A proposal in the emerging Democratic spending bill that almost nobody is talking about could lift millions of America’s neediest people out of poverty, according to a new report.
President Joe Biden has endorsed the proposal and said he wants it to be part of the “human infrastructure” bill that Democrats hope to pass in the fall. On Monday, the Urban Institute released a report suggesting that fully funding the initiative could reduce the number of Americans living in poverty by 3.3 million.
The cost would be substantial: More than $500 billion in new government spending over 10 years, according to estimates. But it has several component pieces, each of which would have substantial impact.
“Enacting President Biden’s SSI commitments would go a long way towards fulfilling his pledge that seniors and disabled people should never have to live in poverty in America,” Vallas said.
50 Years Later, A Promise Unfulfilled
SSI is less well-known and frequently confused with SSDI, which stands for Social Security Disability Insurance and provides financial support to people with disabilities who have paid into the system by working. SSI, by contrast, is available to anybody who meets the criteria for age or disability, along with low income and assets.
SSI is vital and indispensable to the roughly 7.8 million Americans who currently receive the program’s monthly checks. But Congress has done little to update the program since it became law in 1972.
Former President Richard Nixon, who signed the law creating SSI, said its enactment meant “the nation’s aged, blind, and disabled people would no longer have to subsist on below-poverty-level incomes.” But today, monthly benefit checks max out at $794, which is below the federal poverty level.
In addition, just $2,000 in savings can make an individual ineligible for benefits, because the program’s “asset limit” hasn’t changed since 1989.
The reforms under discussion would raise the benefit up to the full poverty level and increase the asset limits ― as well as change the formula so those follow inflation more closely in the future.
The legislation would also eliminate a “marriage penalty” that effectively makes many couples choose between keeping their benefits and getting married, and alter a prohibition on “in-kind support” that can dramatically reduce benefits when people accept groceries or a room from someone like a friend or family member.
Taken together, these changes would make some people newly eligible for SSI while providing more money to many who already get the checks. And they would span the generations, according to the Urban Institute projections. That projection of 3.3 million fewer people in poverty includes more than 1.1 million elderly Americans and more than 400,000 children.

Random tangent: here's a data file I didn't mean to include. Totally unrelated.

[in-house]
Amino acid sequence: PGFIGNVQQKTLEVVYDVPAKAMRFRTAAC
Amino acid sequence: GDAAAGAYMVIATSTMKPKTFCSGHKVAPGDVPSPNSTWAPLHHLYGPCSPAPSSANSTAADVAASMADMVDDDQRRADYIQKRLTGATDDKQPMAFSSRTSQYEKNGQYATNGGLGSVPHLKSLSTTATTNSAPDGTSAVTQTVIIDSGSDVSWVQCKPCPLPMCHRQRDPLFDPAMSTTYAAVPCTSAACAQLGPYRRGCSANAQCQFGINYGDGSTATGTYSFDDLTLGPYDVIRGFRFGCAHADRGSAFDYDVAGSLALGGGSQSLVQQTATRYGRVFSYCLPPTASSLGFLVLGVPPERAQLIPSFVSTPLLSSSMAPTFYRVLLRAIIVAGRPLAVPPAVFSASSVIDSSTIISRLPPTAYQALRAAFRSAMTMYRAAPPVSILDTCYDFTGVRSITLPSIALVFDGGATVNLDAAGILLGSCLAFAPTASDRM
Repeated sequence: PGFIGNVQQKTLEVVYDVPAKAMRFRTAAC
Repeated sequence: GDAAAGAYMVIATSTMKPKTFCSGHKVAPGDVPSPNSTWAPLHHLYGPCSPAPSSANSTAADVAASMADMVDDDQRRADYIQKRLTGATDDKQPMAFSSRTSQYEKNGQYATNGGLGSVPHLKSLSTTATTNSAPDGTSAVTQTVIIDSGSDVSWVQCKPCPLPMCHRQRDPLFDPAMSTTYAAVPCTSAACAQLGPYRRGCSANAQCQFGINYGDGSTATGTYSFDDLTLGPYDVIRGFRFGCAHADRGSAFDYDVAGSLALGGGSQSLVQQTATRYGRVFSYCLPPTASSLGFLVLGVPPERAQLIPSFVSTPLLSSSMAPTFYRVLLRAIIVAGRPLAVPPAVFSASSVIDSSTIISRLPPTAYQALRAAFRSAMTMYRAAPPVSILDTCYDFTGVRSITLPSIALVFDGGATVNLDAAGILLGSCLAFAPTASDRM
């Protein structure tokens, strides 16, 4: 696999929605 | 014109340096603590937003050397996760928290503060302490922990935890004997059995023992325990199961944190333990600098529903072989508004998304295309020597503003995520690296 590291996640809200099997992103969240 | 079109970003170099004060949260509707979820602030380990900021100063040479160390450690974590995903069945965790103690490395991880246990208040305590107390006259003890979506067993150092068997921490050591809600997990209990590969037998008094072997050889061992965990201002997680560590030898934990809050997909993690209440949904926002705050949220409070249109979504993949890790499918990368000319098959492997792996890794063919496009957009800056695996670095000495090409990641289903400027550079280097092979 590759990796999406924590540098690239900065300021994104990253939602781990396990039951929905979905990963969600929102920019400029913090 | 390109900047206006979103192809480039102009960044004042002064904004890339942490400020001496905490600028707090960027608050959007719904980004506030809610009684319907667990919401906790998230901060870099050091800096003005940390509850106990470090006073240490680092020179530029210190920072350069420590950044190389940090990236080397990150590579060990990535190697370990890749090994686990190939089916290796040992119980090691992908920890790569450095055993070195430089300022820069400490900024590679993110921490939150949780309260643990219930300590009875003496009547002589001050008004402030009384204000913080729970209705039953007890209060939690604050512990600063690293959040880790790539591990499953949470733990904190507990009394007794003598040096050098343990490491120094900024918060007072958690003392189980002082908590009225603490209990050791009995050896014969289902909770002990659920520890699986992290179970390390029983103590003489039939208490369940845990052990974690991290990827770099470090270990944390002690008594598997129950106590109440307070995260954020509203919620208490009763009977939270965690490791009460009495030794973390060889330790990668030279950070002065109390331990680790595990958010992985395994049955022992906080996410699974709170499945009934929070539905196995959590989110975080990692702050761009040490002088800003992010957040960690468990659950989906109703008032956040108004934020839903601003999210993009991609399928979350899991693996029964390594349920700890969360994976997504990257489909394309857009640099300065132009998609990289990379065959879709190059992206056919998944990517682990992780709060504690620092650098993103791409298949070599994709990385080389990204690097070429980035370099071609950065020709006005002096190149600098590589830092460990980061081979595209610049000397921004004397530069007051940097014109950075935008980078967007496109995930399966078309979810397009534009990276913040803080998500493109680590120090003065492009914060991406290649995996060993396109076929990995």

The report also notes that the changes “would be highly targeted to a population experiencing serious economic hardship, including children and adults who are blind or have severe disabilities that prevent them from working.”
A Popular Idea — And A Political Challenge
Improving SSI is popular, according to polling, and has been a longtime cause for veteran lawmakers, including Sen. Sherrod Brown (D-Ohio), Rep. Raúl Grijalva (D-Ariz.) and Rep. Jan Schakowsky (D-Ill.). It’s also received support from some newly elected Democrats, like Rep. Jamaal Bowman of New York.
Outside supporters include advocates for the poor and people with disabilities, as well as labor unions.
But while the SSI proposal doesn’t face stiff opposition, it is competing for resources alongside a bunch of other popular provisions that Democrats want to pass. And that includes provisions similarly designed to address poverty and help the elderly and people with disabilities.
Just how much money is available for all of these programs ― and, by extension, any changes to SSI ― will depend ultimately on the overall size of the spending package.
A budget resolution that Democrats passed last month created room for an agenda that leaders said would authorize about $3.5 trillion in spending over 10 years.
Last week, Sen. Joe Manchin (D-W.Va.) said that was too much money and he would not vote for such a bill, citing fears of inflation and expanding government too much. But $3.5 trillion is already way down from the more than $6 trillion that Sen. Bernie Sanders (I-Vt.) and his allies had originally said they wanted to spend, because they said it was necessary to meet the population’s needs.
Fully funding the SSI legislation would probably require about $510 billion in new spending, according to estimates from the Social Security Administration. But some of the individual reforms, such as raising the asset limits, would cost a tiny fraction of that. Raising the asset limits, for example, would likely cost just $8 billion over 10 years.
Advocates are hoping for more, especially given the extent to which the people who count on SSI are among those whose low incomes and age or disability status have made them especially vulnerable to the worst effects of COVID-19.
“The only thing more shameful than how long SSI and its beneficiaries have already been forgotten,” Vallas said, “would be to leave them behind again now, on the heels of a pandemic that’s hit these groups harder than pretty much anyone ― while spurring the largest influx of new entrants into the disability community in modern history.”
Raising the asset limits, for example, would likely cost just $8 billion over 10 years.
CORRECTION: A previous version of this article misstated how much it would cost to raise asset limits. It would cost $8 billion, not $8 trillion.
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